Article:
Morocco has implemented reforms to reduce company registration fees, eliminate minimum capital requirements for limited liability companies and facilitate business registration. Companies in the “Industrial Acceleration Zones” enjoy a 15% corporate tax rate following an initial five years of exemption, whereas companies in the Casablanca Finance City (CFC) are tax exempt for the first five years, then are subject to tax at a 15% rate both on their local and export activities.
The Moroccan government can sign specific agreements and contracts with investors, providing subsidies for certain expenses, custom duty and VAT exemptions when the agreed criteria are met.
Each of the 12 regions into which the country is divided has the authority to develop its own investment promotion campaigns.


Investment Opportunities

The Key Sectors of the National Economy
Textile-clothing, tourism, agriculture, aquaculture, automotive.
High Potential Sectors
Call centers, high-technology, green energy (the country has the world’s largest concentrated solar power facility with storage, near Ouarzazate)
Privatization Programmes
In recent years, Morocco has launched an ambitious program of privatisation in many sectors of the economy. The largest privatisations were carried out in the sectors of mobile telephony, finance, tobacco stores and water supply.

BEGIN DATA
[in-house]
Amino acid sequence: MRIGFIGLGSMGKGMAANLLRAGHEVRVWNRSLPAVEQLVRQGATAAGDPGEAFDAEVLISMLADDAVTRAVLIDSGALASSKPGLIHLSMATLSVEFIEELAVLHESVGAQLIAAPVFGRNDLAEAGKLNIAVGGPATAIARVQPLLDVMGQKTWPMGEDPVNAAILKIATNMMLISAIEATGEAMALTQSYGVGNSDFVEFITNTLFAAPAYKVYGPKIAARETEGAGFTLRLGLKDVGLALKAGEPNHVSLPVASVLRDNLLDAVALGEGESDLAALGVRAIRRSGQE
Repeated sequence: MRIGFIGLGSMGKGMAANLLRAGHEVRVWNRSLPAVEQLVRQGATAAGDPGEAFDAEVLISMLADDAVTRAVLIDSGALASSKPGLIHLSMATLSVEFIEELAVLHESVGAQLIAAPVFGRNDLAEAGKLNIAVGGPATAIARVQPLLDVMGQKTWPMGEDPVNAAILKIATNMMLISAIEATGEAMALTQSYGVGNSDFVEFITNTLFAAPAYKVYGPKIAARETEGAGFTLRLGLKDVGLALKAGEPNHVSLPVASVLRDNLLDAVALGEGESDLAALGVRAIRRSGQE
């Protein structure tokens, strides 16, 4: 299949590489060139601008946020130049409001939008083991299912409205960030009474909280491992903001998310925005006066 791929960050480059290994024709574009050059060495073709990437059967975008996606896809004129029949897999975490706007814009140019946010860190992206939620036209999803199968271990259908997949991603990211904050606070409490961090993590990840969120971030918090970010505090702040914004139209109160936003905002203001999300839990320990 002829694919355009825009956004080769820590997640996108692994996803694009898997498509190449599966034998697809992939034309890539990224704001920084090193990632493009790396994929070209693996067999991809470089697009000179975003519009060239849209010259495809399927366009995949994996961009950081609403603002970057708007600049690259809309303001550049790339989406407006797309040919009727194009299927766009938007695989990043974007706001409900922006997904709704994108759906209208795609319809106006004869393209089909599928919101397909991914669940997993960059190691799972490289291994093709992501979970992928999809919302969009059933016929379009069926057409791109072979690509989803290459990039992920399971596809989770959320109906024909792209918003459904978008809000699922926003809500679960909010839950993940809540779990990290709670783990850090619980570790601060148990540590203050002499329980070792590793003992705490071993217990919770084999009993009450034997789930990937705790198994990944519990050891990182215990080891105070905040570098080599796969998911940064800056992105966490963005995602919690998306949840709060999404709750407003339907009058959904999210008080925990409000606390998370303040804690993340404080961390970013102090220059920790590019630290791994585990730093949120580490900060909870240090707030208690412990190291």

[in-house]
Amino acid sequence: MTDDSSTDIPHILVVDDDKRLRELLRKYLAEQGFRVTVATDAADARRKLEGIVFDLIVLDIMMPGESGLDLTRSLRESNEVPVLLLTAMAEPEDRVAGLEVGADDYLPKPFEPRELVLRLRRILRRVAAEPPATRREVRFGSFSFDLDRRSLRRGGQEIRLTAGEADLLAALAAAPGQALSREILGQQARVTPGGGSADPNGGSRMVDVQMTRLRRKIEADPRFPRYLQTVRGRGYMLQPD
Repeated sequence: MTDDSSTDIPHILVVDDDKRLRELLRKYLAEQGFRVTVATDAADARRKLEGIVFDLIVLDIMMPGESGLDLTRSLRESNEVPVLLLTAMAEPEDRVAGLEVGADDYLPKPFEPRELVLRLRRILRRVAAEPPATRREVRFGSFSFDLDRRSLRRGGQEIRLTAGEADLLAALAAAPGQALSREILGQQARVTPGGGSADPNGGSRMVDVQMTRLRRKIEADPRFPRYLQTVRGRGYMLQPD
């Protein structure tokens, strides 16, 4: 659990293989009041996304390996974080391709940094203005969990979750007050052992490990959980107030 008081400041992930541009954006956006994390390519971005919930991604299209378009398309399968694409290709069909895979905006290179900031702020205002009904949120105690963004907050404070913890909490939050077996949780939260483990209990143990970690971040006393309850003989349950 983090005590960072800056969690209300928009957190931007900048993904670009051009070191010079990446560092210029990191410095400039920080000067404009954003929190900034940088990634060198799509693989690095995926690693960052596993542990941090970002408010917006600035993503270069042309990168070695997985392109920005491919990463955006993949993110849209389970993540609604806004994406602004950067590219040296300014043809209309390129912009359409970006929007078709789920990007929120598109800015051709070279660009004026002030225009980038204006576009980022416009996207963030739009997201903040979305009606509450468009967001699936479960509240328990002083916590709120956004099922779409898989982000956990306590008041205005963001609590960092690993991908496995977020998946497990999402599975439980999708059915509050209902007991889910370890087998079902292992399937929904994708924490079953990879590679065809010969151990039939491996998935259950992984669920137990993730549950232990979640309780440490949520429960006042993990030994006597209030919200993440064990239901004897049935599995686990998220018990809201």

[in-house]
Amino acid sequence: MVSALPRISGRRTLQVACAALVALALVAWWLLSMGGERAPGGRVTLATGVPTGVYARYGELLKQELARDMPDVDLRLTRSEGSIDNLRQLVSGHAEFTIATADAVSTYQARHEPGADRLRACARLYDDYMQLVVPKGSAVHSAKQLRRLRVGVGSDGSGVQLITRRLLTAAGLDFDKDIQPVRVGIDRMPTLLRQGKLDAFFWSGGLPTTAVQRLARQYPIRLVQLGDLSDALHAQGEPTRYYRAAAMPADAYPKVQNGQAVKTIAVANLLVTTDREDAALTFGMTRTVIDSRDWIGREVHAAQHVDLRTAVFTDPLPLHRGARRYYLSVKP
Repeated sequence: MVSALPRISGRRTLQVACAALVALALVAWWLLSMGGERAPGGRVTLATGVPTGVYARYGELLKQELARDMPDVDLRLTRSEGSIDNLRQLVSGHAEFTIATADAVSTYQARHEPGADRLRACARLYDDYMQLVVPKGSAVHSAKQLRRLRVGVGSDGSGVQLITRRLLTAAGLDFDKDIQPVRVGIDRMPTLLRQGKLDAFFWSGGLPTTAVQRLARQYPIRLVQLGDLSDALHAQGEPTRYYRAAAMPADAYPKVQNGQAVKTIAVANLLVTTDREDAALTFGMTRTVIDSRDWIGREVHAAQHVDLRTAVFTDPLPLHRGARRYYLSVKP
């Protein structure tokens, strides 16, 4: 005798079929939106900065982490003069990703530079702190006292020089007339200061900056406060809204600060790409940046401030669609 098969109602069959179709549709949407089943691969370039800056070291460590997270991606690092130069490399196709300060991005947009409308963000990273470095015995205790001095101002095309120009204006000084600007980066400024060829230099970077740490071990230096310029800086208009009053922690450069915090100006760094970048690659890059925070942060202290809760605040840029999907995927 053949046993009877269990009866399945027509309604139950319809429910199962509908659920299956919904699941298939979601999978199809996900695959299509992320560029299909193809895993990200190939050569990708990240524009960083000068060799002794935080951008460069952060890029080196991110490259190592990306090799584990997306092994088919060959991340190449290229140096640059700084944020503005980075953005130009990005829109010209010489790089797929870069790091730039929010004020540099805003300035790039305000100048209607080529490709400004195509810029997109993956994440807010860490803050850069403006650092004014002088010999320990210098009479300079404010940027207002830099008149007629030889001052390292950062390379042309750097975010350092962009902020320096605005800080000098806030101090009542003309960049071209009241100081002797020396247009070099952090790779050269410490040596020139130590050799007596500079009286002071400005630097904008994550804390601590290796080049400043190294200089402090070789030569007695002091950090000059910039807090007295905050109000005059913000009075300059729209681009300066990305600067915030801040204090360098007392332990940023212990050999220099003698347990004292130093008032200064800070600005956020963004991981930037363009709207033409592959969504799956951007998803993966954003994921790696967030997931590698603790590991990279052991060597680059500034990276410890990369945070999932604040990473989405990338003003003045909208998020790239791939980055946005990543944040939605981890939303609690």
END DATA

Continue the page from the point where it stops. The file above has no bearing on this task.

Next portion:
Nevertheless, as of March 2021, the Moroccan Treasury held a direct share in 225 state-owned enterprises and 43 companies, including telecommunications companies, banks, and insurance companies, as well as railway and air transport companies (US Department of State).
The government relaunched Morocco’s privatization program before the Covid-19 pandemic but the plan was delayed. The 2022 budget schedules the privatisation of Marsa Maroc, Maroc Telecom, La Mamounia, Energie Electrique de Tahaddart (EET), Biopharma and Sonacos.
Tenders, Projects and Public Procurement
Tenders Info, Tenders in Morocco
Global Tenders, Tenders in Morocco
MCA Morocco

Sectors Where Investment Opportunities Are Fewer

Monopolistic Sectors
The Moroccan government holds a monopoly on phosphate extraction through the 95% state-owned Office Cherifien des Phosphates (OCP). Moreover, several sectors remain under public monopoly, managed either directly by public institutions (rail transport, some postal services, and airport services) or by municipalities (wholesale distribution of fruit and vegetables, fish, and slaughterhouses).
Sectors in Decline
Textile-clothing, fishing.